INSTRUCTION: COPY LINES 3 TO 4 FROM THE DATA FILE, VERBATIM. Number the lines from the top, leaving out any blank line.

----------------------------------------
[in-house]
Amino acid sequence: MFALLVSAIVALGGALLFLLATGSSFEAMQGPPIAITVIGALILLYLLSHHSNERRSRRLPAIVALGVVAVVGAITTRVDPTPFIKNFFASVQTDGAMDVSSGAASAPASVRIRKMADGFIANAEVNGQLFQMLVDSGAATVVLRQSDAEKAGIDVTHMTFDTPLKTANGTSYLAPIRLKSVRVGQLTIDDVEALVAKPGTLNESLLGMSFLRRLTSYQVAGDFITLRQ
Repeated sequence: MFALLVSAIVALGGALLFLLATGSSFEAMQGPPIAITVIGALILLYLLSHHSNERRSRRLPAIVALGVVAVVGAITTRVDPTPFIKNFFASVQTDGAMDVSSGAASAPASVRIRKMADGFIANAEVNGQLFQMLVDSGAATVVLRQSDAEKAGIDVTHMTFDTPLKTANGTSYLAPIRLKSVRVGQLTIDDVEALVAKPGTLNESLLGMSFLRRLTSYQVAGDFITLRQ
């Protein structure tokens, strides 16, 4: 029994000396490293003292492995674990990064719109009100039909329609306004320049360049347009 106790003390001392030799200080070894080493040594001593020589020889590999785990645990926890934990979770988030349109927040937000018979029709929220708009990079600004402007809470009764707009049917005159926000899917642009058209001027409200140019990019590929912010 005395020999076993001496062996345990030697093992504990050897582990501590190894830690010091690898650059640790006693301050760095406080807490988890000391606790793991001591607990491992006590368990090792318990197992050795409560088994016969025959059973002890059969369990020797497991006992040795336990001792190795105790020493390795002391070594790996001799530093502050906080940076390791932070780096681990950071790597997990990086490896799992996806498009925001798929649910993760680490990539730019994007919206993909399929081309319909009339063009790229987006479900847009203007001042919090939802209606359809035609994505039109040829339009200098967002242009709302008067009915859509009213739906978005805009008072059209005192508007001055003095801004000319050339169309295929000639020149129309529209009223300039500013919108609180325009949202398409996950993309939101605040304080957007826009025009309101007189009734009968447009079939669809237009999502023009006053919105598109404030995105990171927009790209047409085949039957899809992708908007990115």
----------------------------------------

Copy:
Repeated sequence: MFALLVSAIVALGGALLFLLATGSSFEAMQGPPIAITVIGALILLYLLSHHSNERRSRRLPAIVALGVVAVVGAITTRVDPTPFIKNFFASVQTDGAMDVSSGAASAPASVRIRKMADGFIANAEVNGQLFQMLVDSGAATVVLRQSDAEKAGIDVTHMTFDTPLKTANGTSYLAPIRLKSVRVGQLTIDDVEALVAKPGTLNESLLGMSFLRRLTSYQVAGDFITLRQ
């Protein structure tokens, strides 16, 4: 029994000396490293003292492995674990990064719109009100039909329609306004320049360049347009 106790003390001392030799200080070894080493040594001593020589020889590999785990645990926890934990979770988030349109927040937000018979029709929220708009990079600004402007809470009764707009049917005159926000899917642009058209001027409200140019990019590929912010 005395020999076993001496062996345990030697093992504990050897582990501590190894830690010091690898650059640790006693301050760095406080807490988890000391606790793991001591607990491992006590368990090792318990197992050795409560088994016969025959059973002890059969369990020797497991006992040795336990001792190795105790020493390795002391070594790996001799530093502050906080940076390791932070780096681990950071790597997990990086490896799992996806498009925001798929649910993760680490990539730019994007919206993909399929081309319909009339063009790229987006479900847009203007001042919090939802209606359809035609994505039109040829339009200098967002242009709302008067009915859509009213739906978005805009008072059209005192508007001055003095801004000319050339169309295929000639020149129309529209009223300039500013919108609180325009949202398409996950993309939101605040304080957007826009025009309101007189009734009968447009079939669809237009999502023009006053919105598109404030995105990171927009790209047409085949039957899809992708908007990115």